New Kuwait Emir Sheikh Meshal accepts cabinet resignation following inauguration

In his first speech as Emir, he had criticised public appointments that ‘don't meet the simplest standards of justice and fairness’

Kuwaiti Emir Sheikh Meshal sworn in

Kuwaiti Emir Sheikh Meshal sworn in
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Kuwait's new emir, Sheikh Meshal Al Ahmad Al Sabah, accepted the cabinet's resignation on Wednesday, state news agency Kuna reported.

The cabinet will continue as a caretaker government until a new one is formed, said the agency.

Sheikh Meshal took the oath of office as Kuwait’s new Emir on Wednesday, after the passing of his predecessor and half brother Sheikh Nawaf Al Ahmad Al Sabah.

Kuwait's Prime Minister Sheikh Ahmad Nawaf Al Ahmad Al Sabah, the late emir's son, handed in the cabinet's resignation following the inaugural address of Sheikh Meshal, in which he criticised what he said was “harm to the interest of the people and the country”.

After being sworn in as the country's 17th ruler at a special session at the National Assembly in Kuwait City, Sheikh Meshal referred to public appointments and promotions that “don't meet the simplest standards of justice and fairness”, in his speech.

“After this unprecedentedly clear first speech by the emir of Kuwait that criticised the government, the PM has just tendered the government’s resignation,” said Bader Al Saif, a history professor at Kuwait University.

Sheikh Meshal pledged to temporarily halt promotions and new appointments, following a previous signing of a decree on December 5 ordering a three-month pause in state hiring. This is open to extension.

“We have warned on many occasions that crises, challenges and dangers surround us,” Sheikh Meshal said, stressing “the necessity to reconsider our current reality in all its aspects”.

Sheikh Meshal is faced with the task of pulling the country out of long-standing political paralysis and reforming a bloated public sector that have turned Kuwait into one of the Gulf's most laggard states.

“We emphasised in our previous speeches that there are obligations that must be carried out by the two authorities for the benefit of the nation and the citizens, and we did not see any change or course correction,” he told the National Assembly.

Under Article 60 of Kuwait's constitution, the crown prince automatically becomes emir but assumes power only after taking an oath in parliament.

“Accountability is important in the framework of law on any negligence of people's interests,” Sheikh Meshal said.

“This is one of the strongest first speeches given by an incoming ruler. The 14-minute speech includes a eulogy, a call for national unity, and abidance by constitution and continuity of foreign policy,” Prof Al Saif said.

Sheikh Meshal paid tribute to Sheikh Nawaf but also alluded to disagreements over governance.

Kuwait has faced political uncertainty amid disputes between opposition politicians and senior government officials, including members of the ruling family who served in previous cabinets.

In June, Kuwait formed its fifth government in less than a year under Prime Minister Sheikh Ahmad Nawaf Al Sabah.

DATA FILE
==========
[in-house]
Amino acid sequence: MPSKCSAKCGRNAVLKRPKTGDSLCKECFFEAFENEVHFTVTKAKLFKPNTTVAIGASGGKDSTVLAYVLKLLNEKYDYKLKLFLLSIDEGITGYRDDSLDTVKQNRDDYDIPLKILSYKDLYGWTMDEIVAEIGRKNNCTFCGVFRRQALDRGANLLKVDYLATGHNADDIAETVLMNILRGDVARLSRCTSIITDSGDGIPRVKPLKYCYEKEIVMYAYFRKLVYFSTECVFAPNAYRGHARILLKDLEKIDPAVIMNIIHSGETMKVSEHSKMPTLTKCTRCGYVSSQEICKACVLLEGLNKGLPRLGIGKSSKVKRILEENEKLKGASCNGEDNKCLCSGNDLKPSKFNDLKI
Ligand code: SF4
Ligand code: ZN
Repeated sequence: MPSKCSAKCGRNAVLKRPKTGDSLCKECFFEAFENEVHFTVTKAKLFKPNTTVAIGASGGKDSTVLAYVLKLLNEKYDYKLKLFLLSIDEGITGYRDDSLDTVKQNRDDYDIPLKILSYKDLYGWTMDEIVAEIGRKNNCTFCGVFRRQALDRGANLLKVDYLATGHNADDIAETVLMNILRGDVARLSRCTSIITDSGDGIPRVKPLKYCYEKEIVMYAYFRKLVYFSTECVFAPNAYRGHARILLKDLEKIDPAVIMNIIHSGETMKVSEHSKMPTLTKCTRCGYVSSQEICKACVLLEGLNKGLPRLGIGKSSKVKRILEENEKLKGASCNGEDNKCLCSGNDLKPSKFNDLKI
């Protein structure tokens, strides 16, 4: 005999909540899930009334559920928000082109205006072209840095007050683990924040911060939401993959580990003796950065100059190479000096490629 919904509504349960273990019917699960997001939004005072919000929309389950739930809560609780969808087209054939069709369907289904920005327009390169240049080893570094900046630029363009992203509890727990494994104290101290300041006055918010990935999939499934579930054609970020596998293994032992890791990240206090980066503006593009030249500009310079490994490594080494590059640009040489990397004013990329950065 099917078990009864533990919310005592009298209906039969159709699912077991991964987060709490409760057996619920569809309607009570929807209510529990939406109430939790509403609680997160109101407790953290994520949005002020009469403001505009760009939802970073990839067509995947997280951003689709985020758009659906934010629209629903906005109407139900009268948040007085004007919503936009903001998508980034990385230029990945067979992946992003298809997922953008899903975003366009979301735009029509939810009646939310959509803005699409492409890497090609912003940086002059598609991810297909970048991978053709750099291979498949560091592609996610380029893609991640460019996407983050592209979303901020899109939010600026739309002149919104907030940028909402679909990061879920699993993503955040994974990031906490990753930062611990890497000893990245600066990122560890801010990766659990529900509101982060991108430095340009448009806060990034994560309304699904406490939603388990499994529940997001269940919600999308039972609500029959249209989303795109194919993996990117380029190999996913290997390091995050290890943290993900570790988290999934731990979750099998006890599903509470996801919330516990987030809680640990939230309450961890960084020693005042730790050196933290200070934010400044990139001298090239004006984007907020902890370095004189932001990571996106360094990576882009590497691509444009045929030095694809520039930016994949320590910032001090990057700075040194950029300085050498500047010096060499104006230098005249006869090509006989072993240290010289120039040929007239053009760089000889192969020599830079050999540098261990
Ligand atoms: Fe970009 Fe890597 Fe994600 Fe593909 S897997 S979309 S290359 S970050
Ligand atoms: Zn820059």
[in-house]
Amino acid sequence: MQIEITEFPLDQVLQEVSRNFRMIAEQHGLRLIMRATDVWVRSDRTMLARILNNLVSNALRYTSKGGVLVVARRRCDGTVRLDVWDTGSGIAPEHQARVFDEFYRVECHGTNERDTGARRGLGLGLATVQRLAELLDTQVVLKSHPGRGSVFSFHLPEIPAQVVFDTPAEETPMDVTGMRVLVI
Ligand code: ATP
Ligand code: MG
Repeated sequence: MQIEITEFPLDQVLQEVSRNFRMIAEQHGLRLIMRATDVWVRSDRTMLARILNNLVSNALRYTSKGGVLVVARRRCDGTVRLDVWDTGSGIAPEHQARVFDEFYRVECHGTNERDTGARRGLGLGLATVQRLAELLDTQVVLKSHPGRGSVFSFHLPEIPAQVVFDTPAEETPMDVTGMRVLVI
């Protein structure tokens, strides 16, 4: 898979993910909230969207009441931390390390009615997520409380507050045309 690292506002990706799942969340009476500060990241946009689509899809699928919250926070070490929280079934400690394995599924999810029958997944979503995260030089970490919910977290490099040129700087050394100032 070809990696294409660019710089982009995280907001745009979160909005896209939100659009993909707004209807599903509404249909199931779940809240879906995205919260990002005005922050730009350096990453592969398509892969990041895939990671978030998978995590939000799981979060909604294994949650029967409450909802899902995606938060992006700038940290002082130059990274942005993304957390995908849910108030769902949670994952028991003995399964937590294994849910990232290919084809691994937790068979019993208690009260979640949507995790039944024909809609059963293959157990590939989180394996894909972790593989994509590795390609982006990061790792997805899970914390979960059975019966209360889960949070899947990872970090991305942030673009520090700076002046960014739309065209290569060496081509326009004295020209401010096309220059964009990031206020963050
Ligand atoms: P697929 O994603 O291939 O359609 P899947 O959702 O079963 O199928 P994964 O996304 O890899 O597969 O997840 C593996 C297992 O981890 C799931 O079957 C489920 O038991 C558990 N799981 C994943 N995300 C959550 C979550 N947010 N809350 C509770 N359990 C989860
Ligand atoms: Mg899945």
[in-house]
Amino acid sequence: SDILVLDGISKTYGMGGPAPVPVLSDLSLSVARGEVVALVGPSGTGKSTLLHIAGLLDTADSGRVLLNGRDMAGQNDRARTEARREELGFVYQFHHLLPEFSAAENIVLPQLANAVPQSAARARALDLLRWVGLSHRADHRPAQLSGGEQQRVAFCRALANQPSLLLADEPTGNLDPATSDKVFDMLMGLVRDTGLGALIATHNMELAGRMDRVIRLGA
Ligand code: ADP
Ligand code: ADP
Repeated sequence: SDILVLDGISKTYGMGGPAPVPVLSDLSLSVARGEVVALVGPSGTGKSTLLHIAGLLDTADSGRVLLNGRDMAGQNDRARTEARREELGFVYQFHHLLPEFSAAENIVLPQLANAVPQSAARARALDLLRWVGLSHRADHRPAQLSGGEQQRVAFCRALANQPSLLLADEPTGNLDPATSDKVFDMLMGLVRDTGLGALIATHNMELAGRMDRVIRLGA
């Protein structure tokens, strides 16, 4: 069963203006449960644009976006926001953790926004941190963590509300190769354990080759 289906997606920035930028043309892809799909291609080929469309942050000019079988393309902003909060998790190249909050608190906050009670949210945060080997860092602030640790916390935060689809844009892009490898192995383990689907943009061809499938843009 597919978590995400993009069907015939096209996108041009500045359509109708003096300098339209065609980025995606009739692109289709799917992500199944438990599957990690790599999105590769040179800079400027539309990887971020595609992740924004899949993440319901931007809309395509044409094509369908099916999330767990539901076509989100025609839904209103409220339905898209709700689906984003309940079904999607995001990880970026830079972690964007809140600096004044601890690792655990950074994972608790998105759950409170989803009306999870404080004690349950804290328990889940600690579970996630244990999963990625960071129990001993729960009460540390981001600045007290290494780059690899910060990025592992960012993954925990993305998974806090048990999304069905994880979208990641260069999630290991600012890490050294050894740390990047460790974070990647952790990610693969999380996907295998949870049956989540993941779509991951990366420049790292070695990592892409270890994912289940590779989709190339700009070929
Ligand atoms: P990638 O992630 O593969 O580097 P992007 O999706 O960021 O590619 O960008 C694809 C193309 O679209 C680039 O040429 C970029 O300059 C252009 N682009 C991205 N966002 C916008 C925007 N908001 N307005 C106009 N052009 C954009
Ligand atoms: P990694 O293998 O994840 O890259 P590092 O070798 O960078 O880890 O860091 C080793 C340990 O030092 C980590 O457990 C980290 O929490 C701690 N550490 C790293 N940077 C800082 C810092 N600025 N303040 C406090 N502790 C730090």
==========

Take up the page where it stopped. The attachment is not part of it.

A general election last September, held after Sheikh Nawaf dissolved the previous parliament, delivered a mandate for change with 27 newcomers to the 50-member assembly.

But in March, the constitutional court annulled the decree dissolving the previous parliament and reinstated it.

A few weeks later, the ruling Al Sabah family dissolved the parliament again, setting up the most recent vote in June, in which most of the legislators elected in September regained their seats.

Who is Sheikh Meshal?

Sheikh Meshal, 83, has spent much of his career helping to build the Gulf Arab state's security and defence apparatus.

He was head of state security for 13 years after joining the Interior Ministry in the 1960 and deputy chief of the National Guard since 2004.

A graduate of England's Hendon Police College, Sheikh Meshal has been credited with helping to reform National Guard.

After his graduation, he rose through the ranks at the Interior Ministry to become head of the General Investigations Unit with the rank of colonel in 1967 until 1980. The unit was transformed into Kuwait’s State Security during his tenure and he served as its first director.

In January 2004, he was appointed by Sheikh Jaber, Emir at the time, as Deputy Chief of the National Guard with the rank of minister. He held the position until he named as Crown Prince by Sheikh Nawaf in October 2020.

Next crown prince

Sheikh Meshal has become emir at the same age as his predecessor three years ago. He has up to a year to nominate a crown prince, who must be approved by parliament.

Constitutionally, Kuwait's succession procedure is unique among Gulf and Arab states. Article 4 stipulates that a crown prince’s nomination only becomes official if the National Assembly “swears fealty to him by a consenting majority of the members composing the National Assembly sitting in special session”.

Should a nominated crown prince not secure the consent of the majority in the National Assembly, the constitution requires Sheikh Meshal to nominate at least three descendants of Sheikh Mubarak Al Sabah, one of whom must be approved as the next heir apparent by a majority vote in parliament.

While Sheikh Meshal’s succession was orderly, Kuwaitis are now waiting to see who he will choose as crown prince.

“The incumbent Emir has a golden opportunity to undertake a long-awaited generational shift already completed across the Gulf states,” said Prof Al Saif.

“This shift has never been as important to the country given the sensitivities – and associated competition – that comes with succession politics.”

Updated: December 20, 2023, 7:11 PM